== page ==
Making MUCHO IMPORTANT "slide presentation"! Need Powerpoint advice.

Hey you corporate dog&pony show producers and high school A/V club presidents, I need some advice.

I’m making a very important slide-type presentation this week. Basically I’ll show about 20 images in linear sequence on command – no fancy bells or whistles.

I just bought a scanner and I’ve got Photoshop to tweak the raw images. I plan to build my presentation in Powerpoint on a laptop. I will stand at the podium with my laptop. The my laptop will be wired to a projector that will throw the image up on a big screen in front of the auditorium.

Now, here’s my issue. Can I be confident that if the image looks good (that is, sharp and smooth-edged) on my laptop screen it will look just as good when projected? Or might it get noticeably pixilated or otherwise yucky when enlarged? If so, is there a safe size/resolution/whatever I should use when loading the image?

I have never had any problems or seen anybody else have problems with pictures that are inserted into PowerPoint and then projected. Assuming that the audience is sitting a decent distance away from the screen, they won’t notice minor pixilation issues.

Powerpoint probably won’t affect the image quality. That will take place when you scan and when you project. Check the settings when you scan and pick a moderately high resolution (although very high resolution can also mean VERY large file sizes and might affect how fast pictures will load in your presentation). If the projector is decent, then the powerpoint slides should look fine.
I’ve made lots of presentations and sat through plenty and one important thing that some presenters seem ignorant of is that you need to use a LARGE FONT so that all text is easily readable.

Remember, use three back ups. Laptop, floppy disk/UBS storage and printed out as overheads. I can’t emphasis the last point enough. If you computer and/or display fails, you can still use your overheads.

I’ve used a few pictures for Powerpoint presentations and I find that jpeg files work out OK. IMHO, a 100-200 kilobtye jpeg file for a picture that covers 1/4 of the screen seems good enough - the screens I usually work with are about 5 ft by 7 ft.

Depends on the projector.
A projector that will only project the equivilent of 640x480 is going to make your slide show suck.
Not that you can do anything to change that, but find out what dimensions the projector will project and then even when your show sucks, you will have been forwarned.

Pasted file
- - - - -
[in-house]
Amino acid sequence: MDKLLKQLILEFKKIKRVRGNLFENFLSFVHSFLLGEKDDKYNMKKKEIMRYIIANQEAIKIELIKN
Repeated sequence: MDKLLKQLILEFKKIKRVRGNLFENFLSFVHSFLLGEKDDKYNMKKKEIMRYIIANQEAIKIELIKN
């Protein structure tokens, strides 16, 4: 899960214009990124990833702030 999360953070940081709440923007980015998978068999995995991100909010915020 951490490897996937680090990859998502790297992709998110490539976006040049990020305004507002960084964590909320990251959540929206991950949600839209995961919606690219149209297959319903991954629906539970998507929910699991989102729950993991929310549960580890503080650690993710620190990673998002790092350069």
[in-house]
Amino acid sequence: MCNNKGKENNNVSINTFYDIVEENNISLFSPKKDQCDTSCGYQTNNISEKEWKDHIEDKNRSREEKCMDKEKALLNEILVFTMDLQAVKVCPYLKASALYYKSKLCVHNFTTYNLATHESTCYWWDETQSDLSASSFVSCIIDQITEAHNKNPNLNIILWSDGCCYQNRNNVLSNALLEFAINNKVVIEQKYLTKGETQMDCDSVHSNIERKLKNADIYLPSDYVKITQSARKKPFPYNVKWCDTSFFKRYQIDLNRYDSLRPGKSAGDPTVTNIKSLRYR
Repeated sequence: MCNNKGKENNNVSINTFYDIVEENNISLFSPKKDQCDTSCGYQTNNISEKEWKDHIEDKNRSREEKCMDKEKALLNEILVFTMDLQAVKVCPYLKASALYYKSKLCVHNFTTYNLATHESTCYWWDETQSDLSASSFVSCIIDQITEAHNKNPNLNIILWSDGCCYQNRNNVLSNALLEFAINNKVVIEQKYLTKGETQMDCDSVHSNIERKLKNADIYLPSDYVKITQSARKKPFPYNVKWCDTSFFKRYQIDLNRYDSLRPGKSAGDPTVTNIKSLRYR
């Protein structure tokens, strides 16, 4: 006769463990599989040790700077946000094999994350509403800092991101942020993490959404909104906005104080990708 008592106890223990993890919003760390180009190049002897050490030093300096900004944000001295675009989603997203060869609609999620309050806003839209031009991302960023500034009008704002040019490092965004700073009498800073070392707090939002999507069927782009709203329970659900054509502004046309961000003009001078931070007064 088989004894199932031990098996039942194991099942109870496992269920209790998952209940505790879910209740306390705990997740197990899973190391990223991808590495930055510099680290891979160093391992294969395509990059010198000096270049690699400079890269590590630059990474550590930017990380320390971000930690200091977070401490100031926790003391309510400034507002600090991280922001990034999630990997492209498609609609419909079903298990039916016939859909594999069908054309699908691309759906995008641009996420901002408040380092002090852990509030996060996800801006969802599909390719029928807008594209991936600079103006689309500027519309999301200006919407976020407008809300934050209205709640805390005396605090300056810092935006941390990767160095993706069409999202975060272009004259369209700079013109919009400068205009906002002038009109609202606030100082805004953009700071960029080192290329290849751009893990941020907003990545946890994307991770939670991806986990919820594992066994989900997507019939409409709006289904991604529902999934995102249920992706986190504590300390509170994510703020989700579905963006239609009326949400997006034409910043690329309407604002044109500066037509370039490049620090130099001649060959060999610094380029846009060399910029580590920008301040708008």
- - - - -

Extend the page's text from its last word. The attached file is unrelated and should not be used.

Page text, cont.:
Also, avoid serif fonts and italics.
They also suck when projected.

IMHO, if a slide looks crappy at 640x480 then a higher resolution is not going to help. If 640x480 isn’t enough to make the font legible or bring out enough details in your image, then even with a better projector it’ll be illegible from the back of the room.

Most laptops can switch between 3 modes: built-in display, external display, and both simultaneous. Make sure you know how to do this. Also get to the presentation early and test the connection. If you are really paranoid, reboot your computer 10 minutes before your presentation and don’t let it go into a power-saving mode. I’ve seen more than one speaker open up a laptop on the podium only to find that Windows refuses to come out of sleep mode. (If this happens to you anyway, start your presentation with your hardcopy transparencies while your laptop reboots.)

As for image resolution, I’d say if it looks fine on your laptop monitor then it’ll look fine on the projector. Don’t use an unnecessarily high resolution, as that increases file size and slows down the computer.

Can you not test it beforehand to make sure it’s okay, then fix what needs fixing?

  1. Test beforehand.

  2. Bring ppt source on CD in case you need to use some
    other computer. I usually do this, and put copy on our
    company FTP server in case PC in room has internet access but no CD drive AND my laptop poops out.

Overheads might not save you, overhead projectors are getting scarce in presentation rooms in my experience.

I like using 2 display mode and “Presenter Mode” on the laptop.
Takes some fooling to get this to work, so getting to room beforehand is helpful. Look at PPT help search for “Dual Display”

I will third the advice to test beforehand, because it’s such good advice.

I will also add that if you’re taking the good advice to have printed handouts at least as a backup, test those out, too. Think through whether those will be in color or black and white.

In my experience it is actually pretty hard to design something that looks good on your laptop, on the screen, and printed out. There are different approaches, such as light text on dark background or vice versa, that are better for one medium than the others. Keep in mind that with projection you probably have less resolution, more size, and more/ varied distance to your audience. These factors all affect how the image is perceived. So your goal should be to prioritize which medium is most important (sounds like projection in your case) and make something that looks great projected, but OK in the other 2 formats.

Best of luck to you on the presentation!

As others said, test first. Give yourself 5-10 mins before the presentation to make sure you don’t have a power-save or other mess-up.

Also: Make SURE to bring your power supply.

Rabid_Squirrel made the wise recommendation to have a backup on CD or diskette, but I disagree about having overheads. It’s a rare place that even has an overhead projector anymore. They’re pretty much like typewriters.
Don’t worry about pixelation. Everything will be fine.

You didn’t mention the content of your presentation, but 20 slides is typically around an hour, which is a pretty long presentation. Depending on things, you may want to cut that down.

Good luck!